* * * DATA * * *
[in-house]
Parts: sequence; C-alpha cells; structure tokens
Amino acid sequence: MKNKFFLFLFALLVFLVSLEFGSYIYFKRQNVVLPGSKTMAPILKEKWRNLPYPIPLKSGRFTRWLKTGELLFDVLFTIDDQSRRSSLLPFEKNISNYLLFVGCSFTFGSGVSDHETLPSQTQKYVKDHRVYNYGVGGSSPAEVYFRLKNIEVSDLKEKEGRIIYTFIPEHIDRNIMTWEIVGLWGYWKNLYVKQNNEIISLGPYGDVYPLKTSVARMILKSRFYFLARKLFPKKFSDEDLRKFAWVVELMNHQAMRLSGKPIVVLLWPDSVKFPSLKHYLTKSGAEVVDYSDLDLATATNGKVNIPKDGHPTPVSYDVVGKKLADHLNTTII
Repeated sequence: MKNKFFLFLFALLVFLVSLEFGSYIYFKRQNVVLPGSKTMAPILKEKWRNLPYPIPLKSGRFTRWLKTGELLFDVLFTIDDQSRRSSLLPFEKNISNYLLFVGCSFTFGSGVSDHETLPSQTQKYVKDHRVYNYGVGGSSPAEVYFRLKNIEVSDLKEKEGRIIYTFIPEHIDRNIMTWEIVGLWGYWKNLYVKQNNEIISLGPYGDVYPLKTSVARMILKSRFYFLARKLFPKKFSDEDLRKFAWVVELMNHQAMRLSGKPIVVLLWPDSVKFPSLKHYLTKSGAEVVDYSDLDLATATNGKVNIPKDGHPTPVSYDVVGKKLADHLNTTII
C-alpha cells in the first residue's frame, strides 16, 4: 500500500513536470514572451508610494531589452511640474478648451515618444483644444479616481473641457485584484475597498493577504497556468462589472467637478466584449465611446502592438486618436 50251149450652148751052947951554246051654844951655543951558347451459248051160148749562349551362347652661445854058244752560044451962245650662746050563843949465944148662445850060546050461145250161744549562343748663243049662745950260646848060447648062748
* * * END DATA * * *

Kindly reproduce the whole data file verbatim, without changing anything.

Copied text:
[in-house]
Parts: sequence; C-alpha cells; structure tokens
Amino acid sequence: MKNKFFLFLFALLVFLVSLEFGSYIYFKRQNVVLPGSKTMAPILKEKWRNLPYPIPLKSGRFTRWLKTGELLFDVLFTIDDQSRRSSLLPFEKNISNYLLFVGCSFTFGSGVSDHETLPSQTQKYVKDHRVYNYGVGGSSPAEVYFRLKNIEVSDLKEKEGRIIYTFIPEHIDRNIMTWEIVGLWGYWKNLYVKQNNEIISLGPYGDVYPLKTSVARMILKSRFYFLARKLFPKKFSDEDLRKFAWVVELMNHQAMRLSGKPIVVLLWPDSVKFPSLKHYLTKSGAEVVDYSDLDLATATNGKVNIPKDGHPTPVSYDVVGKKLADHLNTTII
Repeated sequence: MKNKFFLFLFALLVFLVSLEFGSYIYFKRQNVVLPGSKTMAPILKEKWRNLPYPIPLKSGRFTRWLKTGELLFDVLFTIDDQSRRSSLLPFEKNISNYLLFVGCSFTFGSGVSDHETLPSQTQKYVKDHRVYNYGVGGSSPAEVYFRLKNIEVSDLKEKEGRIIYTFIPEHIDRNIMTWEIVGLWGYWKNLYVKQNNEIISLGPYGDVYPLKTSVARMILKSRFYFLARKLFPKKFSDEDLRKFAWVVELMNHQAMRLSGKPIVVLLWPDSVKFPSLKHYLTKSGAEVVDYSDLDLATATNGKVNIPKDGHPTPVSYDVVGKKLADHLNTTII
C-alpha cells in the first residue's frame, strides 16, 4: 500500500513536470514572451508610494531589452511640474478648451515618444483644444479616481473641457485584484475597498493577504497556468462589472467637478466584449465611446502592438486618436 50251149450652148751052947951554246051654844951655543951558347451459248051160148749562349551362347652661445854058244752560044451962245650662746050563843949465944148662445850060546050461145250161744549562343748663243049662745950260646848060447648062748